International Museum Day 2020: Past Continuous

Monday, 18 May 2020

In and around Pune, there are many heritage sites and monuments that are an example of our shared history, culture and people. These sites are not technically museums, but they are unarguably the tools that help us understand our past better. The theme for International Museum Day 2020 (May 18) is ‘Museums for Equality: Diversity and Inclusion’. And, these images do justice to the theme.

In and around Pune, there are many heritage sites and monuments that are an example of our shared history, culture and people. These sites are not technically museums, but they are unarguably the tools that help us understand our past better. The theme for International Museum Day 2020 (May 18) is ‘Museums for Equality: Diversity and Inclusion’. And, these images do justice to the theme.

Chhatrapati Shivaji Market, Camp
The 128-year-old Chhatrapati Shivaji Market wears a deserted look during the lockdown. The Grade I heritage building teems with around 500 shops, selling fish meat, veggies and other assorted goods. 

Photo: Anand Chaini

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Mahatma Jyotiba Phule Mandai, Shukrawar Peth
It’s difficult to imagine the always bustling Mahatma Jyotiba Phule Mandai in the central neighbourhood of Pune, gone all quiet. The police are out on the streets, with the vegetable vendors and residents staying indoors during the lockdown.

The biggest retail vegetable market in the city is housed in an iconic building from the colonial era. The structure is dominated by an 80 feet central, squat, octagonal tower. A verandah surrounds the tower with a tiled roof. This covers the ground and first floor. Four market wings housing the majority of the stalls radiate out from the ground floor verandah. The market is entered via gothic arches located at the ends of each of the wings. Source: Wikipedia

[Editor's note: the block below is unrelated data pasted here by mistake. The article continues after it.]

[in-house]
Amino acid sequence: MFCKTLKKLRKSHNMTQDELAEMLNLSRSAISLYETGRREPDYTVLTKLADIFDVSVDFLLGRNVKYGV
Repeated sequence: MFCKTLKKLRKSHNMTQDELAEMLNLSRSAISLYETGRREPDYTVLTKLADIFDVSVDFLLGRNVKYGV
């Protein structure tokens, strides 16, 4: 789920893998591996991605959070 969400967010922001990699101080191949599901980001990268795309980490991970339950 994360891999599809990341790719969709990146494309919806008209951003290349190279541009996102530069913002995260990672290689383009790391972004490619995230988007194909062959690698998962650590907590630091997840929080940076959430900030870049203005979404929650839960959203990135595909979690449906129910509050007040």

Photo: Anand Chaini

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Pataleshwar Temple, JM Road
The Pataleshwar temple on JM Road is an oasis of peace and tranquillity. A familiar sight would be of students writing or cramming their notes in the cool environs.

The rock-cut temple is said to be carved in the 8th century during the Rashtrakuta period. Hewn from single basalt rock, the temple has a shrine of Lord Shiva and Nandi. On Mahashivratri, the temple sees a long, serpentine queue of devouts waiting for a darshan.

Photo: Anand Chaini

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Vishrambaug Wada, Bajirao Road

The summer retreat of Peshwa Bajirao II, Vishrambaugwada, on Bajirao Road perhaps has never seen or felt the silence of the streets for this long. An eye-catching structure on the congested commercial street, the wada is spread over 20,000 sq feet. Till early 2000, the wada housed some of the offices of Pune Municipal Corporation.

Photo: Anand Chaini

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Bhuleshwar Temple, Pune-Solapur Highway
Intrepid traveller and actor Milind Gunaji writes about Bhuleshwar in his book, Mystical, Magical Maharashtra, “the beautiful architecture and intricate carvings of Bhuleshwar temple are worth seeing.” The temple is about 45 km away from Pune, near Yawat on Pune-Solapur Highway. A protected monument, the temple has an idol of Ganapati in the garb of a woman and is variously called as Ganeshyani, Lambodari or Ganeshwari.

Photo: Vaibhav Thombare

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Habshi Gumbez, Junnar, 75 km north of Pune
The mausoleum of Habshi Gumbez is characterised with a domed roof, placed within which are nine tombs said to be those of the Habshi, his wife, six children and servant. Locally, it is said that Habshi Gumbez was a Sardar or a nobleman serving Malik Amber, an Abyssinian or a Siddi, who ruled over Ahmednagar and Aurangabad.

The entrances of Gumbez are located on the south and east of which the south entrance is beautifully carved with an inscription above the lintel. The east is a narrow doorway under a pointed arch. The interior of the mausoleum is an octagon, and every other octagonal side is embrasured and arched. The west side is covered with texts from the Quran. The exterior walls form a quadrangular figure; the upper portion of the wall-veil terminates in an artistic cornice of brick and chunam, consisting of pointed arches resting on tiny pedestals and interlacing each other. Small minarets grace each of the four corners of the building. (Source: Archaeological Survey of India)

Photo: Vaibhav Thombare

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Chapekarwada, Chinchwad
A woman pays tribute to Krantiveer Damodar Hari Chapekar on his death anniversary at Chapekarwada. Chapekarwada is the residence of the Chapekar Brothers -- Damodar, Balkrishna and Vasudev. They were hanged in Pune for killing British official Walter Charles Rand on June 22, 1897.

Photo: Vaibhav Thombare

Texts: Ambika Shaligram